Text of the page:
If the speed of a shutter to take an object moving at a given rate has to be estimated, the distance of the object must be divided by 100 times the focus of the lens, and then the rapidity of motion of object must be divided by the result. Or if R be rate of motion of the object, D the distance and F the focus of the lens, then, in order that the circle of confusion may not exceed 1/100 inch, s= D

100F x R.

The subjoined table will give a few suggested speeds for the shutter, gathered from our own experience or from reliable sources. These speeds have no reference whatever to the light conditions prevailing at the time of exposure. In the A column is given the figure for objects in motion parallel to the direction of the camera; in B, objects crossing the field of view at right angles.

A.

B.

sec.

sec.

Street scenes (no apid motion) ....

1/10

1/30

,, ,, cart traffic.....

1/20

1/60

Animals grazing, birds feeding ....

1/15

to 1/20

Man walking three miles an hour

1/30

1/90

Children building castles, paddling, etc.

1/30

to 1/60

Coaches, six miles an hour.....

1/60

1/180

,, ten ,, ,,.....

1/100

1/300

Cyclists (not scorching).....

1/150

1/500

Galloping horses......

1/300

1/900

Large birds flying, ducks, gulls, etc. .

1/300

1

Athletic sports.......

1/300

1/1000

Small birds flying......

1/600

These speeds are calculated for a point about 50 times the focal length in distance from the lens. For nearer points the speed of shutter must be increased in proportion. For instance, a child skipping at, say, 25 ft. from the lens would probably give a sharp image at 1/60 sec.; at 8 ft. from the lens the highest speed of the shutter would perchance be vainly called into operation.

With many subjects there is a critical instant when a successful snapshot may be taken at a comparatively low speed and yet convey the most vivid impression. For instance during a high jump, and still better in skipping, motion is actually less just when the athlete is attaining the full height of his leap, and before he has commenced his descent. We have seen a capital picture of a batsman's middle stump falling, which was taken at 1/100 sec.; the ball is not very sharp, but could easily be touched up, and is, after all, a minor consideration.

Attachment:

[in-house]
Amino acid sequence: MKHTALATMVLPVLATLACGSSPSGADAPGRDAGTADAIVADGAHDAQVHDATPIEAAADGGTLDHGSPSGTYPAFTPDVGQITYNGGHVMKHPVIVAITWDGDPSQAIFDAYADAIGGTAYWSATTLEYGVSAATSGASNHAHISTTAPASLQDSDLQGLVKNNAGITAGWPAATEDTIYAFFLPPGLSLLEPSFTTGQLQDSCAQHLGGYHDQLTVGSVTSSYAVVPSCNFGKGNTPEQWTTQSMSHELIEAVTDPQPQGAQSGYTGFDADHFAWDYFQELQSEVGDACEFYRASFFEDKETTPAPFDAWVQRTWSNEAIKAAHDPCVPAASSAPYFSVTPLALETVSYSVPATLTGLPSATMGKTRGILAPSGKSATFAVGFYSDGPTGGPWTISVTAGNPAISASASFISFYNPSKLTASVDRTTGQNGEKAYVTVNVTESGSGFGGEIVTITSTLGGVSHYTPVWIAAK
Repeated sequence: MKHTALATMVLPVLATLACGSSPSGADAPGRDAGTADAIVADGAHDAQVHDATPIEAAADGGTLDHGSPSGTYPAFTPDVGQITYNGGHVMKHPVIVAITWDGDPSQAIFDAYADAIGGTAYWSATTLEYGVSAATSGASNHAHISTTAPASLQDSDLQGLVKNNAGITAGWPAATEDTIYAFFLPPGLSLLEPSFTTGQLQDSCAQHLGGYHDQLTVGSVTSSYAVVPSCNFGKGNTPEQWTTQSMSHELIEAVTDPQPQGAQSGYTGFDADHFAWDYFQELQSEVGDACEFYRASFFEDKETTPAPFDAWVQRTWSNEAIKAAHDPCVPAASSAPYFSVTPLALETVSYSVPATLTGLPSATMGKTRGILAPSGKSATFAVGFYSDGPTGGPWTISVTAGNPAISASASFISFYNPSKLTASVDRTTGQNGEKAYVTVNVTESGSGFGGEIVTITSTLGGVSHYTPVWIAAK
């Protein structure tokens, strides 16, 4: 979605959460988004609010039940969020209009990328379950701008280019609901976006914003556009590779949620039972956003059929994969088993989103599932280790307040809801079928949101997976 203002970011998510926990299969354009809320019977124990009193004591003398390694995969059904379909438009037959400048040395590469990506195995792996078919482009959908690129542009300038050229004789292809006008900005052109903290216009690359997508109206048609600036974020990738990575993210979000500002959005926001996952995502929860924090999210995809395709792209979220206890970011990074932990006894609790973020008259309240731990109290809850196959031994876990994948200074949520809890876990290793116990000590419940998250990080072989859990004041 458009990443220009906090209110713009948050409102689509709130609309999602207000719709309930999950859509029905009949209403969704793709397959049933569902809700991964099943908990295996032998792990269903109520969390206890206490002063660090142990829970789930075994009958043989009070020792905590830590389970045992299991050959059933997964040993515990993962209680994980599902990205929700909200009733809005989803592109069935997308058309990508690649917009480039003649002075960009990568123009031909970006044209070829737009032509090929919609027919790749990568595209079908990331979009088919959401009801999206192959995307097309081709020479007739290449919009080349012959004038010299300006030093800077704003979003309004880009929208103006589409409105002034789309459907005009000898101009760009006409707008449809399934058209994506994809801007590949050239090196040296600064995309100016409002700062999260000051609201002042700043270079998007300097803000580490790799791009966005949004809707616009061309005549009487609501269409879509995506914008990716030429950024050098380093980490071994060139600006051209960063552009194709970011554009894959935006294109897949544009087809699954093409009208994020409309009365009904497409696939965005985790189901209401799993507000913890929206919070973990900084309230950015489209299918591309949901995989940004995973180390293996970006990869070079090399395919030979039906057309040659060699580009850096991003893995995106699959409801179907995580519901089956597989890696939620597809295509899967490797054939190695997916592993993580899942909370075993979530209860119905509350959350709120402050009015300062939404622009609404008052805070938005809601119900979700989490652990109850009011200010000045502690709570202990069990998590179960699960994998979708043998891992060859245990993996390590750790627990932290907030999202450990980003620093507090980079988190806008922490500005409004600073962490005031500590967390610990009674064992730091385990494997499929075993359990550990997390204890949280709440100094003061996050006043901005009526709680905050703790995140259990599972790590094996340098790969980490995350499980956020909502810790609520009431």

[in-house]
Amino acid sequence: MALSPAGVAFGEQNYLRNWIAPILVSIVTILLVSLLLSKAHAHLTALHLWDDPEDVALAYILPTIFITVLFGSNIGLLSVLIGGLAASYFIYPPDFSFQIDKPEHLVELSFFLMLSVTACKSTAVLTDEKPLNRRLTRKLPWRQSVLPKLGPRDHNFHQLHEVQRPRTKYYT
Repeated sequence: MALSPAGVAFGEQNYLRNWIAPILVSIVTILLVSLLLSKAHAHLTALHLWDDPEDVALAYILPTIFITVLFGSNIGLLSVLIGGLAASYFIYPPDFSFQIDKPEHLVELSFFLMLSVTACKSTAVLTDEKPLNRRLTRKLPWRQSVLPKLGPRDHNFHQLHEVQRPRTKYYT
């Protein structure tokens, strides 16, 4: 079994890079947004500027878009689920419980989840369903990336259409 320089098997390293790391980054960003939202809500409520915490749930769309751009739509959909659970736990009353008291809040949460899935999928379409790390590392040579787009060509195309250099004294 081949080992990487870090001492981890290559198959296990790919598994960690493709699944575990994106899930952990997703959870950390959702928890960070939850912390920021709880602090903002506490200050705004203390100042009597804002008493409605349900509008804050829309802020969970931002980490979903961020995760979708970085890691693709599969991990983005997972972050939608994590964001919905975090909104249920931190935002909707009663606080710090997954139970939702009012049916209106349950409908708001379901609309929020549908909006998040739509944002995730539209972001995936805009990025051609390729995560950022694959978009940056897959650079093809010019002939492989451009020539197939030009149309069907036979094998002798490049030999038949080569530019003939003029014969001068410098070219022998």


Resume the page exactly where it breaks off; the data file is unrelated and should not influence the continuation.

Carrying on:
Arrested Motion

In the hands of a master, like Mr. Adolphe Abrahams, and particularly in the portrayal of incidents occurring at athletic sports, rowing contests, and yacht races, the records of the instantaneous shutter sometimes rise to the dignity of true pictures. More often they are merely triumphs of a highly perfected instrument. We are shown snap-shots of an express train travelling at sixty or seventy miles an hour; the spokes of the wheels are all sharply defined; there is no sign of motion whatever. We might be gazing at a stationary locomotive engine discharging smoke in a high wind. Leaping horses look as if they were paralysed and hanging in the air by invisible wires; the winning eight have apparently posed themselves rather awkwardly after splashing the water somewhat. Portraits of ladies skipping are exceedingly uncomplimentary; their mouths are generally wide open and their whole aspect displays little of the grace of motion. We sigh for the old-fashioned sporting print. For this is a field in which the camera must fail in nine cases out of ten. The successive action of the muscles as each is called into play cannot be recorded on a single instantaneous plate; and we must be content to leave the artist to express motion conventionally, or resort to the continuous record on the cinematograph.

Guy's Mill, Warwick.

Guy's Mill, Warwick.

F. Low.